Wheelchair Accessibility of Milan’s Public Transportation

We analyzed the wheelchair accessibility of Milan’s public transportation in Summer 2022.

Milan’s website (“ATM”) explains the wheelchair accessible routes for the public transportation. The website is pretty robust, has good instructions, and useful accessibility tables that charts that you can download at the bottom of the website.

But that sadly our good experience ended at the website. We found the public transportation to be surprisingly difficult, unreliable, and mostly inaccessible. So much so that we gave up on it, and decided to walk/scoot everywhere. It was a snag in our plans and made for some long, hot walks that diminished our experiences at The Last Supper, the Teatro alla Scala, and the Duomo di Milano.

Tip: Although I cannot personally confirm because we did not use them, the Hop-On, Hop-Off buses looked to be wheelchair accessible and their website says that they are accessible. We typically avoid tour buses because we like our own hours/schedules and can often do the same routes for cheaper on public transportation. But we have had good experiences with Hop-On, Hop-Off in Waikiki, Dubai, and Abu Dhabi, and they may have been the better option in Milan as well.

The Good Start to Accessibility

We planned to take two above-ground trains from the Hyatt Centric to The Last Supper. This was about a 2-mile walk, and so the above-ground trains were the best option. We had also seen them go by in our prior scouting of the area, and the newer cars looked to be accessible.

We boarded the first train a block from our hotel. It was a newer train, and was running on a line that was supposed to be fully accessible. The train was flat with the curb, and had a minimal gap between the car and the curb. There was a designated seating area for wheelchairs, call buttons to signal a stop and/or communicate with the driver, and a strap to put around the chair to secure it. The ride was pretty rough with a decent amount of shaking and jerking, so much so that my wife had to help me brace during the ride.

Tip: I had pre-downloaded the ATM app, and was able to purchase and activate day passes for my wife and me. The app was user friendly, and made purchasing and activating tickets easy.

And that was the last of the good experiences.

The Rest of the Story…

Accessibility Fail 1

When we reached our stop, we pushed the button and the driver extended the ramp for us. It was so steep that my scooter bottomed out, but my momentum was able to push me over and out.

wheelchair ramp to go from tram to platform

Accessibility Fail 2

The platform onto which we had unloaded did not have a curb cut and was not connected to a sidewalk. It was an island that served as a stop, but you had to step down to get to the street, and then back up to get to the next stop for other lines. So, we put down our portable ramp and made a makeshift route for us to get down, cross traffic, and then back up onto a sidewalk. We had to be careful of oncoming trains and car traffic.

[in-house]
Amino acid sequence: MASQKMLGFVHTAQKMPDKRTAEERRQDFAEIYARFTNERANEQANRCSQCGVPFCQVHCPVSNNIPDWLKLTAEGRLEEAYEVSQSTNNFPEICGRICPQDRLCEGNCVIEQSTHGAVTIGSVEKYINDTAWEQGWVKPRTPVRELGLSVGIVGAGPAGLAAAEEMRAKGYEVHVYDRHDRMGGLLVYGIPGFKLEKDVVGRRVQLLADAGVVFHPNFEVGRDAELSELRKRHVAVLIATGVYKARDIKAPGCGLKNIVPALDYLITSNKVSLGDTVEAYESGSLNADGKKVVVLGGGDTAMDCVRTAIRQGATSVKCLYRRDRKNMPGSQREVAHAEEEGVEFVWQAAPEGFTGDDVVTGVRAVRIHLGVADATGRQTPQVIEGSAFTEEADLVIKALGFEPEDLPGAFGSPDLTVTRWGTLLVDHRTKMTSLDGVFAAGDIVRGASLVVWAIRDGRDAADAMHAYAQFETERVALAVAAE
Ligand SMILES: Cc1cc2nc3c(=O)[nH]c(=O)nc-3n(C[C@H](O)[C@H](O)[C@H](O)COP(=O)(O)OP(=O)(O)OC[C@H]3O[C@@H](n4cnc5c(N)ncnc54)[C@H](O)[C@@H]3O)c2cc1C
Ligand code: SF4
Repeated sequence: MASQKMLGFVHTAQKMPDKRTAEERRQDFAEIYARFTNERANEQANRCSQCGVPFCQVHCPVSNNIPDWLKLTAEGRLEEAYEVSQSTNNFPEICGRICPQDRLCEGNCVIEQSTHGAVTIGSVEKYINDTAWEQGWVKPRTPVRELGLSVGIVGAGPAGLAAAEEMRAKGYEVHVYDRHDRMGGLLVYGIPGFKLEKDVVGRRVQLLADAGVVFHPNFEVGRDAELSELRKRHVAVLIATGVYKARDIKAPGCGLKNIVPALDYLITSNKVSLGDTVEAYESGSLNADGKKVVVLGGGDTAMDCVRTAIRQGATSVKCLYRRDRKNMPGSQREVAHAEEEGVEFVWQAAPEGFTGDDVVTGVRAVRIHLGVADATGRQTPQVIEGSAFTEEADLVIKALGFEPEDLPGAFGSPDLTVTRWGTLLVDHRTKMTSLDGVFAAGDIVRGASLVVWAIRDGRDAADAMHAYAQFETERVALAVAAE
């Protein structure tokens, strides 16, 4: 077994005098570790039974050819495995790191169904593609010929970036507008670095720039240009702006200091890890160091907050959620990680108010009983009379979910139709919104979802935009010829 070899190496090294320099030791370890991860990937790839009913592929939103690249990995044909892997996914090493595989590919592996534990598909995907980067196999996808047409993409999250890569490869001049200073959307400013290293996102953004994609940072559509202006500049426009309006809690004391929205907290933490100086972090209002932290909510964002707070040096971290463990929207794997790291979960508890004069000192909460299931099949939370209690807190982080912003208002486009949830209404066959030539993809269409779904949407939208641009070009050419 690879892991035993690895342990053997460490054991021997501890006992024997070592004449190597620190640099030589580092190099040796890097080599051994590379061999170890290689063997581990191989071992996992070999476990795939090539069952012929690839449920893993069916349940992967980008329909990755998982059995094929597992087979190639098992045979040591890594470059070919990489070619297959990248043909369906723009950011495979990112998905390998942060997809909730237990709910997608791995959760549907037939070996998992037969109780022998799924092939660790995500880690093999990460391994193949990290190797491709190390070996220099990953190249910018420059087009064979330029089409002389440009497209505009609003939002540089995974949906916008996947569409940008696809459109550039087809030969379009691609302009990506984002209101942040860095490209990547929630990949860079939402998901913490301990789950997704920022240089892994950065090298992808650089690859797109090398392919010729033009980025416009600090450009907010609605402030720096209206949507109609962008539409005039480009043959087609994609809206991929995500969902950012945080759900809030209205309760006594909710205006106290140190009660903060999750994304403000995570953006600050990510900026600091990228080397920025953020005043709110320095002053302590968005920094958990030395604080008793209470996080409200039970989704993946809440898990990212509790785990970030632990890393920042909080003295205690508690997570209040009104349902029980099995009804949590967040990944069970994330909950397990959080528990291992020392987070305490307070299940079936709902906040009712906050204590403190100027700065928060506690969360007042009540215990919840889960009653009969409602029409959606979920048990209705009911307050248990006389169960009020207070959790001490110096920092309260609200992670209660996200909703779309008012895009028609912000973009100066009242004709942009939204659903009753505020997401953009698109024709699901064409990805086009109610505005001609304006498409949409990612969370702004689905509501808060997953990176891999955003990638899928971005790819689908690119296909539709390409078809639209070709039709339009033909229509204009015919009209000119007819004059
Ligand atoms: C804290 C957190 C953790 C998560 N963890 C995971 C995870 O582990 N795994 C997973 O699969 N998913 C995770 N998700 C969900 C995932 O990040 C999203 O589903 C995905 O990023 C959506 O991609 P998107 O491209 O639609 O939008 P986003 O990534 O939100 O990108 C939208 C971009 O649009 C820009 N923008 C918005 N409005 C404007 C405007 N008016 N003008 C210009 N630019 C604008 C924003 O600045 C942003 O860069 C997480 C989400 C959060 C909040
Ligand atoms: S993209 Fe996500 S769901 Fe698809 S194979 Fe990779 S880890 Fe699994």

our portable ramp was put down to bridge platform to street level (curb without a cut)

Accessibility Fail 3

The next stop we needed to get to was a few blocks down, so we got onto a sidewalk. But the stop was another island with no curb cuts for it. So, we again put down our temporary ramp and I was able to get up that away…again dodging traffic in doing so.

Accessibility Fail 4

We waited for half an hour for the right line to come. The line was supposed to come every 15 minutes, and had a mix of old (nonaccessible cars) and new (accessible cars). After the half hour, we saw one old car approaching us with no new ones to be found. We only had half an hour left before our reservation for The Last Supper, so we decided to just run the mile from the stop. We made it, but barely…and were hot, sweaty, and exhausted.

Accessibility Fail 4.5

To our chagrin, we saw many city buses that looked like they were wheelchair accessible (and air conditioned–it was a hot day!). But we could not figure out their routes or their stops. Google Maps was not showing them, and our internet searching did not help. But this may be our fail as those buses may have worked nicely…if we could have figured out how to use them.

Accessibility Fail 5

After our day of running around Milan in the heat, we thought about taking the underground subway from the Teatro alla Scala to Milano Centrale. However, the stop at the Teatro alla Scalla did not appear to have an elevator to get down to the subway platform. And the stop at the Duomo appeared to have a platform that could go down the stairs, which I generally distrust (based on a tumultuous history with them). Milano Centrale, however, does have an elevator for its stop, and would have been a great terminus.

In short, we struggled with the wheelchair accessibility of Milan’s public transportation.

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